note = "The authors acknowledge grant support from the following sources: Ministero della Salute grants GR-2008-1134,625 to C. Sobacchi and RF-2009-1499,542 to A. Villa; Telethon Foundation grant GGP12178 to C. Sobacchi; Research Projects of National Interest (PRIN) Project grant 20122M7T8X_003 by the National Research Program-National Research Council (PNR-CNR) Aging Program 2012–2014 to A. Villa; Arthritis Research UK grants 17285 and 19379 to F. P. Coxon and M. H. Helfrich, respectively. The authors wish to thank: D. Mellis and J. Crockett (University of Aberdeen) for contributing Figure 4 panels a and d, and discussion regarding RANK and RANKL mutants; M. Hoenig (University Medical Centre, Ulm) for critical comments on the manuscript.",
year = "2013",
month = "9",
doi = "10.1038/nrendo.2013.137",
language = "English",
volume = "9",
pages = "522--536",
journal = "Nature Reviews Endocrinology",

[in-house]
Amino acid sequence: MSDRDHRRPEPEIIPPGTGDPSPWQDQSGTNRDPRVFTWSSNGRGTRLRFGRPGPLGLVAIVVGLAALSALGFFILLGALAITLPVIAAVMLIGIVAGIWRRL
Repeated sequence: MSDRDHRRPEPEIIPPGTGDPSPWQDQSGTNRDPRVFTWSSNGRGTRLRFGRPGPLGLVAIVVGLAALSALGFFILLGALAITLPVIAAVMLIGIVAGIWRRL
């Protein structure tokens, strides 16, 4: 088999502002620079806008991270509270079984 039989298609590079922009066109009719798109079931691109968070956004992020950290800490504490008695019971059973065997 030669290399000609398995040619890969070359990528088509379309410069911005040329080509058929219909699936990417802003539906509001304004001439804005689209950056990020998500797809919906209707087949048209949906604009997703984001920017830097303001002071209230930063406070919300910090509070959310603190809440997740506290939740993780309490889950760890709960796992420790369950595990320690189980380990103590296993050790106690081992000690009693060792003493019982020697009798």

issn = "1759-5029",
publisher = "Nature Publishing Group",

}

TY - JOUR

T1 - Osteopetrosis

T2 - genetics, treatment and new insights into osteoclast function

AU - Sobacchi, Cristina

AU - Schulz, Ansgar

AU - Coxon, Fraser P.

AU - Villa, Anna

AU - Helfrich, Miep H.

N1 - The authors acknowledge grant support from the following sources: Ministero della Salute grants GR-2008-1134,625 to C. Sobacchi and RF-2009-1499,542 to A. Villa; Telethon Foundation grant GGP12178 to C. Sobacchi; Research Projects of National Interest (PRIN) Project grant 20122M7T8X_003 by the National Research Program-National Research Council (PNR-CNR) Aging Program 2012–2014 to A. Villa; Arthritis Research UK grants 17285 and 19379 to F. P. Coxon and M. H. Helfrich, respectively. The authors wish to thank: D. Mellis and J. Crockett (University of Aberdeen) for contributing Figure 4 panels a and d, and discussion regarding RANK and RANKL mutants; M. Hoenig (University Medical Centre, Ulm) for critical comments on the manuscript.

PY - 2013/9

Y1 - 2013/9